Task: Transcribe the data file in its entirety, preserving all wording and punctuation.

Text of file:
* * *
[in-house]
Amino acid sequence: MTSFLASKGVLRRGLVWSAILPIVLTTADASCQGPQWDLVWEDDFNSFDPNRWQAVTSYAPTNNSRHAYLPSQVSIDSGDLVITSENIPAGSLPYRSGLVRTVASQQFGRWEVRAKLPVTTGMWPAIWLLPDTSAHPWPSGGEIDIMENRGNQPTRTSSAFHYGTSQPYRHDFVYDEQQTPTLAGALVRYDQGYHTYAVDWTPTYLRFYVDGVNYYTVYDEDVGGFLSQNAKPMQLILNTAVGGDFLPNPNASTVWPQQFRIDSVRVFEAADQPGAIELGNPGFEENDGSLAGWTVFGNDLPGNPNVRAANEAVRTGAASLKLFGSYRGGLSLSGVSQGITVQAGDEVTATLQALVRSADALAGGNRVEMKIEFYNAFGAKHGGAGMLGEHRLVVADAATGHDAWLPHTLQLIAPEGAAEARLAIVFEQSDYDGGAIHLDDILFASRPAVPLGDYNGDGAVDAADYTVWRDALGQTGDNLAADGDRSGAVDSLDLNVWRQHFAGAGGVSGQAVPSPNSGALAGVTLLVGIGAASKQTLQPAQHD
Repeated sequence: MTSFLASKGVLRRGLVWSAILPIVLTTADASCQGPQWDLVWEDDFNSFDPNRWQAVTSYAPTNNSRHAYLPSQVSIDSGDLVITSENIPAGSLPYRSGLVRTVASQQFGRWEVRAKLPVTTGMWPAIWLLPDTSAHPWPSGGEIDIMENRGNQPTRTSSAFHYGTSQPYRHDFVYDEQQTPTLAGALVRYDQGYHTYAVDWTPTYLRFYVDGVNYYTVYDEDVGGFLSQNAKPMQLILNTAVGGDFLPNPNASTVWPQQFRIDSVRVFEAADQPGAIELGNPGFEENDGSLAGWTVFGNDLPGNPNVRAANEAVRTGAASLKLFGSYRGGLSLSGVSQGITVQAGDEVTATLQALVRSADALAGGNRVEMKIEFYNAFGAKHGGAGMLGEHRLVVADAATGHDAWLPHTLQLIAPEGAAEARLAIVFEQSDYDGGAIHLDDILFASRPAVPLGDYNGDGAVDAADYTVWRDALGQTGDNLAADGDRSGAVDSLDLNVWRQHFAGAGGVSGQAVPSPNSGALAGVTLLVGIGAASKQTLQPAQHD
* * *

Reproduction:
[in-house]
Amino acid sequence: MTSFLASKGVLRRGLVWSAILPIVLTTADASCQGPQWDLVWEDDFNSFDPNRWQAVTSYAPTNNSRHAYLPSQVSIDSGDLVITSENIPAGSLPYRSGLVRTVASQQFGRWEVRAKLPVTTGMWPAIWLLPDTSAHPWPSGGEIDIMENRGNQPTRTSSAFHYGTSQPYRHDFVYDEQQTPTLAGALVRYDQGYHTYAVDWTPTYLRFYVDGVNYYTVYDEDVGGFLSQNAKPMQLILNTAVGGDFLPNPNASTVWPQQFRIDSVRVFEAADQPGAIELGNPGFEENDGSLAGWTVFGNDLPGNPNVRAANEAVRTGAASLKLFGSYRGGLSLSGVSQGITVQAGDEVTATLQALVRSADALAGGNRVEMKIEFYNAFGAKHGGAGMLGEHRLVVADAATGHDAWLPHTLQLIAPEGAAEARLAIVFEQSDYDGGAIHLDDILFASRPAVPLGDYNGDGAVDAADYTVWRDALGQTGDNLAADGDRSGAVDSLDLNVWRQHFAGAGGVSGQAVPSPNSGALAGVTLLVGIGAASKQTLQPAQHD
Repeated sequence: MTSFLASKGVLRRGLVWSAILPIVLTTADASCQGPQWDLVWEDDFNSFDPNRWQAVTSYAPTNNSRHAYLPSQVSIDSGDLVITSENIPAGSLPYRSGLVRTVASQQFGRWEVRAKLPVTTGMWPAIWLLPDTSAHPWPSGGEIDIMENRGNQPTRTSSAFHYGTSQPYRHDFVYDEQQTPTLAGALVRYDQGYHTYAVDWTPTYLRFYVDGVNYYTVYDEDVGGFLSQNAKPMQLILNTAVGGDFLPNPNASTVWPQQFRIDSVRVFEAADQPGAIELGNPGFEENDGSLAGWTVFGNDLPGNPNVRAANEAVRTGAASLKLFGSYRGGLSLSGVSQGITVQAGDEVTATLQALVRSADALAGGNRVEMKIEFYNAFGAKHGGAGMLGEHRLVVADAATGHDAWLPHTLQLIAPEGAAEARLAIVFEQSDYDGGAIHLDDILFASRPAVPLGDYNGDGAVDAADYTVWRDALGQTGDNLAADGDRSGAVDSLDLNVWRQHFAGAGGVSGQAVPSPNSGALAGVTLLVGIGAASKQTLQPAQHD